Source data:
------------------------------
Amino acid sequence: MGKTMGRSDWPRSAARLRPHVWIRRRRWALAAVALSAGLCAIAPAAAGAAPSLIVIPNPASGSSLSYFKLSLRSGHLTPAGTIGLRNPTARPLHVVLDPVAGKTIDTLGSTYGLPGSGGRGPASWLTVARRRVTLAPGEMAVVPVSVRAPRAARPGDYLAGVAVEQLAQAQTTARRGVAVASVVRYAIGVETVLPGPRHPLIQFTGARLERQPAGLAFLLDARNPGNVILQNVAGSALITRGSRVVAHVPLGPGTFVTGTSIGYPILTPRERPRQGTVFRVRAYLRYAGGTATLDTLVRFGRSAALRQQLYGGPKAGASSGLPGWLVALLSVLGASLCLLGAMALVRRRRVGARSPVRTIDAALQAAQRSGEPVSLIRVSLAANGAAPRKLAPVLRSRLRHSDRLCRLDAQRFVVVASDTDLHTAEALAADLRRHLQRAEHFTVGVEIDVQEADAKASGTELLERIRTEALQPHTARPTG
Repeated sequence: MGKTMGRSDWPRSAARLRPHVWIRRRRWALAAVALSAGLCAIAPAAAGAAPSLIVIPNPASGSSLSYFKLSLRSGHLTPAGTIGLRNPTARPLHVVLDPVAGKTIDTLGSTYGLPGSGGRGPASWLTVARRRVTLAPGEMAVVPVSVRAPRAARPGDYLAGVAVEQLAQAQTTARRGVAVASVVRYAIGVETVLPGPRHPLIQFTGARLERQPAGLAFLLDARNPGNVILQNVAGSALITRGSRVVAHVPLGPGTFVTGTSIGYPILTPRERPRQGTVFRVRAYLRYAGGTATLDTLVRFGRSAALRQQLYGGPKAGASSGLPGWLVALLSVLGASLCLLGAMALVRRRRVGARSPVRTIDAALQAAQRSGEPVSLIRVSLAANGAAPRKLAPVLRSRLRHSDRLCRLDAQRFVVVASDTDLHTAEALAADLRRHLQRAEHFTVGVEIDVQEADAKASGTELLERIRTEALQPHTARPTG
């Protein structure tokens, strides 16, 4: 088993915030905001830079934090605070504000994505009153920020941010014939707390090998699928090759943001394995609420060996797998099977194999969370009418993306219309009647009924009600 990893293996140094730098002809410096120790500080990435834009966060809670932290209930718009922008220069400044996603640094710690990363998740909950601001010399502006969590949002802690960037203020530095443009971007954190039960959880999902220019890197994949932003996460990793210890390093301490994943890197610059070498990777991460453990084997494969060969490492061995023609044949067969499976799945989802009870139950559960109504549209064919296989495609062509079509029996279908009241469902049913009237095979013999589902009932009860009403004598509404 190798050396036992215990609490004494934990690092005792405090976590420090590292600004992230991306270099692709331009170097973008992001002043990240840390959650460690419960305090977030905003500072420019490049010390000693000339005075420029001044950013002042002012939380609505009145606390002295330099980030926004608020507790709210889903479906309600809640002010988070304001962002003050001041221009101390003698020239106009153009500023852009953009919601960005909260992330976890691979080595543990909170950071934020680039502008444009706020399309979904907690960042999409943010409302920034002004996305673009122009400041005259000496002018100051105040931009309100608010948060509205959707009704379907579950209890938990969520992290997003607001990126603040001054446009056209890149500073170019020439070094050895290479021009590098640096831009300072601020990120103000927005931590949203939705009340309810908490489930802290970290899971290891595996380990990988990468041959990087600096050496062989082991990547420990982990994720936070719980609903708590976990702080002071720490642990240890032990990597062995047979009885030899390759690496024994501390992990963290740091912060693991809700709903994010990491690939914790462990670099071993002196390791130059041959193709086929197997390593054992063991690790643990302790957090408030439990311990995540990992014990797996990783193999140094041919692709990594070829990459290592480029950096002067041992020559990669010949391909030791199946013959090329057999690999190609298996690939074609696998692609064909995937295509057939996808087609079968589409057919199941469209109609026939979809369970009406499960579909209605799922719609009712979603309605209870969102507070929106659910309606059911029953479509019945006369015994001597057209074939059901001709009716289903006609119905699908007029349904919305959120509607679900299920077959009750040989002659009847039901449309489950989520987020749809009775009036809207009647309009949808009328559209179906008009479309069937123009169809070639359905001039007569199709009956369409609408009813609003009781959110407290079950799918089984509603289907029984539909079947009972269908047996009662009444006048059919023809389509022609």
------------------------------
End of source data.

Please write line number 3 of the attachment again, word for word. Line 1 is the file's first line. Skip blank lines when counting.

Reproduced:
């Protein structure tokens, strides 16, 4: 088993915030905001830079934090605070504000994505009153920020941010014939707390090998699928090759943001394995609420060996797998099977194999969370009418993306219309009647009924009600 990893293996140094730098002809410096120790500080990435834009966060809670932290209930718009922008220069400044996603640094710690990363998740909950601001010399502006969590949002802690960037203020530095443009971007954190039960959880999902220019890197994949932003996460990793210890390093301490994943890197610059070498990777991460453990084997494969060969490492061995023609044949067969499976799945989802009870139950559960109504549209064919296989495609062509079509029996279908009241469902049913009237095979013999589902009932009860009403004598509404 190798050396036992215990609490004494934990690092005792405090976590420090590292600004992230991306270099692709331009170097973008992001002043990240840390959650460690419960305090977030905003500072420019490049010390000693000339005075420029001044950013002042002012939380609505009145606390002295330099980030926004608020507790709210889903479906309600809640002010988070304001962002003050001041221009101390003698020239106009153009500023852009953009919601960005909260992330976890691979080595543990909170950071934020680039502008444009706020399309979904907690960042999409943010409302920034002004996305673009122009400041005259000496002018100051105040931009309100608010948060509205959707009704379907579950209890938990969520992290997003607001990126603040001054446009056209890149500073170019020439070094050895290479021009590098640096831009300072601020990120103000927005931590949203939705009340309810908490489930802290970290899971290891595996380990990988990468041959990087600096050496062989082991990547420990982990994720936070719980609903708590976990702080002071720490642990240890032990990597062995047979009885030899390759690496024994501390992990963290740091912060693991809700709903994010990491690939914790462990670099071993002196390791130059041959193709086929197997390593054992063991690790643990302790957090408030439990311990995540990992014990797996990783193999140094041919692709990594070829990459290592480029950096002067041992020559990669010949391909030791199946013959090329057999690999190609298996690939074609696998692609064909995937295509057939996808087609079968589409057919199941469209109609026939979809369970009406499960579909209605799922719609009712979603309605209870969102507070929106659910309606059911029953479509019945006369015994001597057209074939059901001709009716289903006609119905699908007029349904919305959120509607679900299920077959009750040989002659009847039901449309489950989520987020749809009775009036809207009647309009949808009328559209179906008009479309069937123009169809070639359905001039007569199709009956369409609408009813609003009781959110407290079950799918089984509603289907029984539909079947009972269908047996009662009444006048059919023809389509022609």